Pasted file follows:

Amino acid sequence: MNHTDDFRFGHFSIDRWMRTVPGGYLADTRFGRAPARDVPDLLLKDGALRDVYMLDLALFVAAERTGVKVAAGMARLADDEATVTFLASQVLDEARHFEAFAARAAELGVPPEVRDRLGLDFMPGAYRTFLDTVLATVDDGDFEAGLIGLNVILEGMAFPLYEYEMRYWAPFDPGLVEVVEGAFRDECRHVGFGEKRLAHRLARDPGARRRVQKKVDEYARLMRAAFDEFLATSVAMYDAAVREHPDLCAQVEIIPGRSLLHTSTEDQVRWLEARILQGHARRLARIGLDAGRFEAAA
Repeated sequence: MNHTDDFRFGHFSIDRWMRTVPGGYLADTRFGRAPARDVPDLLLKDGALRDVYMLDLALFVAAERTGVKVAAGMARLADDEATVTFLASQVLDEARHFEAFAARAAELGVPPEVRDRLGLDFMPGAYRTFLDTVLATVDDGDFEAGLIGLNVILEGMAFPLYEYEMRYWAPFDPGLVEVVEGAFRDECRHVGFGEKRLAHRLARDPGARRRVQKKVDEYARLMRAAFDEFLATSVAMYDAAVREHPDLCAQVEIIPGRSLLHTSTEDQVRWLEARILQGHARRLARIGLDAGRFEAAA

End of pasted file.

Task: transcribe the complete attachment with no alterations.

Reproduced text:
Amino acid sequence: MNHTDDFRFGHFSIDRWMRTVPGGYLADTRFGRAPARDVPDLLLKDGALRDVYMLDLALFVAAERTGVKVAAGMARLADDEATVTFLASQVLDEARHFEAFAARAAELGVPPEVRDRLGLDFMPGAYRTFLDTVLATVDDGDFEAGLIGLNVILEGMAFPLYEYEMRYWAPFDPGLVEVVEGAFRDECRHVGFGEKRLAHRLARDPGARRRVQKKVDEYARLMRAAFDEFLATSVAMYDAAVREHPDLCAQVEIIPGRSLLHTSTEDQVRWLEARILQGHARRLARIGLDAGRFEAAA
Repeated sequence: MNHTDDFRFGHFSIDRWMRTVPGGYLADTRFGRAPARDVPDLLLKDGALRDVYMLDLALFVAAERTGVKVAAGMARLADDEATVTFLASQVLDEARHFEAFAARAAELGVPPEVRDRLGLDFMPGAYRTFLDTVLATVDDGDFEAGLIGLNVILEGMAFPLYEYEMRYWAPFDPGLVEVVEGAFRDECRHVGFGEKRLAHRLARDPGARRRVQKKVDEYARLMRAAFDEFLATSVAMYDAAVREHPDLCAQVEIIPGRSLLHTSTEDQVRWLEARILQGHARRLARIGLDAGRFEAAA